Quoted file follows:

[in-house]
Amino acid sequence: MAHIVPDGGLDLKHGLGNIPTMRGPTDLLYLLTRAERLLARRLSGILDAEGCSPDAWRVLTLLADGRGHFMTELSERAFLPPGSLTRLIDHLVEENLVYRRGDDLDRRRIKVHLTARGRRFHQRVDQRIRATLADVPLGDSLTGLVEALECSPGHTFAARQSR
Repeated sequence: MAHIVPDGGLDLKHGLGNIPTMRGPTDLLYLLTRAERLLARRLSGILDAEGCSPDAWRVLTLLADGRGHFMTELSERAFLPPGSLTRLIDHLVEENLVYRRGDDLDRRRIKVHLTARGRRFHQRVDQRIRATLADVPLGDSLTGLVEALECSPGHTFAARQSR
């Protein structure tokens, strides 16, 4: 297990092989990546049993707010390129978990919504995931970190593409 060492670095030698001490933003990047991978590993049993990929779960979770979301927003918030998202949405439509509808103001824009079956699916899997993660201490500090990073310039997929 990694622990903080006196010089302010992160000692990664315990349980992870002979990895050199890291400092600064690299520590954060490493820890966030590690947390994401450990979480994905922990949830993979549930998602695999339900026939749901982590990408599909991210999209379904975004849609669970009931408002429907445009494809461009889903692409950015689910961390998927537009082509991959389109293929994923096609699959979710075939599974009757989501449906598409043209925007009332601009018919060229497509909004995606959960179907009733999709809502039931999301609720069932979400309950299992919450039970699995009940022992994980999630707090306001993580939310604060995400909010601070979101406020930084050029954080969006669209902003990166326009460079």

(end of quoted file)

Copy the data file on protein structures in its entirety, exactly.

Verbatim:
[in-house]
Amino acid sequence: MAHIVPDGGLDLKHGLGNIPTMRGPTDLLYLLTRAERLLARRLSGILDAEGCSPDAWRVLTLLADGRGHFMTELSERAFLPPGSLTRLIDHLVEENLVYRRGDDLDRRRIKVHLTARGRRFHQRVDQRIRATLADVPLGDSLTGLVEALECSPGHTFAARQSR
Repeated sequence: MAHIVPDGGLDLKHGLGNIPTMRGPTDLLYLLTRAERLLARRLSGILDAEGCSPDAWRVLTLLADGRGHFMTELSERAFLPPGSLTRLIDHLVEENLVYRRGDDLDRRRIKVHLTARGRRFHQRVDQRIRATLADVPLGDSLTGLVEALECSPGHTFAARQSR
């Protein structure tokens, strides 16, 4: 297990092989990546049993707010390129978990919504995931970190593409 060492670095030698001490933003990047991978590993049993990929779960979770979301927003918030998202949405439509509808103001824009079956699916899997993660201490500090990073310039997929 990694622990903080006196010089302010992160000692990664315990349980992870002979990895050199890291400092600064690299520590954060490493820890966030590690947390994401450990979480994905922990949830993979549930998602695999339900026939749901982590990408599909991210999209379904975004849609669970009931408002429907445009494809461009889903692409950015689910961390998927537009082509991959389109293929994923096609699959979710075939599974009757989501449906598409043209925007009332601009018919060229497509909004995606959960179907009733999709809502039931999301609720069932979400309950299992919450039970699995009940022992994980999630707090306001993580939310604060995400909010601070979101406020930084050029954080969006669209902003990166326009460079």